Since its launching in December 2013, the Biometric Voter Registration (BVR) is seen as a way to fight political corruptions, particularly to eliminate election frauds, promote the level of democracy, and to fulfill good governance in our country.
With this in mind, we are confronted to ask ourselves two important questions: first, whether the BVR system would increase or decrease, more on the latter, the voter turnout (total percentage of voters who cast their ballots over total number of registered voters) in the upcoming election, and second, if the BVR is really the answer to fight political corruption in the country successfully, or at least.

Unlike some democratic countries such as the Sub-Saharan African countries where the prevalence of studying voters turnout are high, there are no in-depth studies on the voters turnout in the country, even if there is it is very limited to help us determine and make credible predictions about how it can influence the democratic process of our country. Furthermore, despite what others may think of, that voters turnout is a trivial issue, it is not, due to two simple reasons. First, voters turnout is a very crucial subject because by and large, this is the only time when majority of the citizens engage in a political participation. Second, it helps political scientists to analyze the electoral behaviors of voters during democratic elections in order to measure the strength of democracy in terms of electoral voting.

There are two main reasons why it is inevitable that we should expect a decline of voters turnout in this year’s general election. First, we’re still unclear if the BVR system also includes Biometric Voting Machines (BVM), that is, the actual process of fingerprints verification during the day of the election. Whether or not BVM will be used, BVR system can be still unreliable. For example, in an interview with Radio New Zealand, Terence Wood (a well-known PhD student who is doing political researches in Pacific politics) stated that the problem is not only about the voters going to regional centers (where BVR are located) to register, but also when conducting the election logistically. On the contrary, despite the S.I.E.C chief electoral officer Polycarp Hanunu’s positive remarks on the Australia Network News on March 14, 2014, there was a slight implication that the BVR system has already experienced some technological problems. Second, within the time frame of registration and the day of election, there could be changes on a voter’s fingerprints, or other facial features. These changes, albeit trivial, could still encourage voting frauds, even if only the BVM systems will be in used. Furthermore, based on the UNEOCT 2010 election reports, there are 876 polling stations in the country, which means the BVR had to replace these polling stations. This by itself is a major concern because if one or two polling stations are will be left then there will be a decrease of number of votes in those areas.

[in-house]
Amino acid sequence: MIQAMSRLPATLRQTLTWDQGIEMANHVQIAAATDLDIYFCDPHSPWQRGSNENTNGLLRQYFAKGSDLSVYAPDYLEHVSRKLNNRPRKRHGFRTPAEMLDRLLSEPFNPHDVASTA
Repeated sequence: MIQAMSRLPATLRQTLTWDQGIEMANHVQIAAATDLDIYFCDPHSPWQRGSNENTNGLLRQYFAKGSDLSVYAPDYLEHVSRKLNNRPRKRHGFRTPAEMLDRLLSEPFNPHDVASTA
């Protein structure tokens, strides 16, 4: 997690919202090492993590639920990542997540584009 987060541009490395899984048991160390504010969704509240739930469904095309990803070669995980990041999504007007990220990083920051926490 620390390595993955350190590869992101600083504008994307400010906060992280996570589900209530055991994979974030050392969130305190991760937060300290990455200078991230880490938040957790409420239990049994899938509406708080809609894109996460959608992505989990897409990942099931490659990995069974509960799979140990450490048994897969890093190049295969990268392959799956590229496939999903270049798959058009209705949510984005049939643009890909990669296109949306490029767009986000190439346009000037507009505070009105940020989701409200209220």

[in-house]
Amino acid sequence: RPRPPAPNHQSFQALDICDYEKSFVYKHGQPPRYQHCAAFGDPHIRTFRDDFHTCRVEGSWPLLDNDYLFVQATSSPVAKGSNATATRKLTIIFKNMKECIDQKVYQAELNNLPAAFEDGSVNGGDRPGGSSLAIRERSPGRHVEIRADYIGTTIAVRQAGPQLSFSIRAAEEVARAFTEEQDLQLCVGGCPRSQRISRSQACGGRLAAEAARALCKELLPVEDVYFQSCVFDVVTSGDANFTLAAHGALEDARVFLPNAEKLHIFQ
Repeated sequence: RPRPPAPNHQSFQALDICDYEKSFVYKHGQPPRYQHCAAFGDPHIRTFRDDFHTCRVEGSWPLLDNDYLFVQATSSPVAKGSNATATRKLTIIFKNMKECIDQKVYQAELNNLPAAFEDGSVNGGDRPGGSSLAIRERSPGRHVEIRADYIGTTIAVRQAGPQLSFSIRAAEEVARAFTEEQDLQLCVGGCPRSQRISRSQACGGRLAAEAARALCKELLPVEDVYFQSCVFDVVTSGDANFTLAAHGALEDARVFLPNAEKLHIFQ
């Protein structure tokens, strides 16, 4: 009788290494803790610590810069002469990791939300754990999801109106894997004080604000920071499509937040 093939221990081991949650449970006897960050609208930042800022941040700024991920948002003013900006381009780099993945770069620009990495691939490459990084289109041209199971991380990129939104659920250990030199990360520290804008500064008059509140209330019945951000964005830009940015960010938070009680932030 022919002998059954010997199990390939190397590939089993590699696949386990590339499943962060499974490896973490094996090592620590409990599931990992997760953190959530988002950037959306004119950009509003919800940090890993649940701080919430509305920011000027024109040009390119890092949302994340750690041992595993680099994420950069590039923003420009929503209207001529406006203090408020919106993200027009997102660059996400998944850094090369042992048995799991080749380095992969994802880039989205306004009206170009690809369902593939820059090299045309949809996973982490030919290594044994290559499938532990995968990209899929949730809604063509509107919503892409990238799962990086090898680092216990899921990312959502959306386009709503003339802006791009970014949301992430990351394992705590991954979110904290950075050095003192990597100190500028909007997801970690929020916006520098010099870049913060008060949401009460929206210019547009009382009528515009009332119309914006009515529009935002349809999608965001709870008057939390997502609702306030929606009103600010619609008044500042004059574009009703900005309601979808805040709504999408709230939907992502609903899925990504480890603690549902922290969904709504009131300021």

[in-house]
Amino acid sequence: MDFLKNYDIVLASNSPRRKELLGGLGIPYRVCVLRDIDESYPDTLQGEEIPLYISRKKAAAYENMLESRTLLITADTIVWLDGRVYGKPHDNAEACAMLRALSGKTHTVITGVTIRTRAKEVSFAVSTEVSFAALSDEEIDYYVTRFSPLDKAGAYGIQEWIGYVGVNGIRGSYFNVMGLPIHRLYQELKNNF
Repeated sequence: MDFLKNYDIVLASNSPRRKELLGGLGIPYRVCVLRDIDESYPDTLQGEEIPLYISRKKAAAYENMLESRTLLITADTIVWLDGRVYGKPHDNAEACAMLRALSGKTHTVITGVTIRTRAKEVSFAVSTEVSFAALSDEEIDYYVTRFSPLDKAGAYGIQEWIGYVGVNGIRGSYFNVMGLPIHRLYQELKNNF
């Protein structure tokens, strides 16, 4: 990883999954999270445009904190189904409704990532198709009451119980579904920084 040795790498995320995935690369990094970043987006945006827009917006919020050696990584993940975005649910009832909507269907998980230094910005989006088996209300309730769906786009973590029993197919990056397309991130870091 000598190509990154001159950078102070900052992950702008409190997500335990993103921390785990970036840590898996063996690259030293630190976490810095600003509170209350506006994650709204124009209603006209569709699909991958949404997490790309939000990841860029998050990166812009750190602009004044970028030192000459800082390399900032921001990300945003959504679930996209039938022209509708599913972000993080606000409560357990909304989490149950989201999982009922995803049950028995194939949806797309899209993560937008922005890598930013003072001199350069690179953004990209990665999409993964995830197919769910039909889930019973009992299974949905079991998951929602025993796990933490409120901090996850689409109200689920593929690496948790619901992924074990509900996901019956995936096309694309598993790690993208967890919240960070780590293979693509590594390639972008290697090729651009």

Having said this, it boils down to a robust prediction that we should expect a decline of voters turnout in this year’s general election.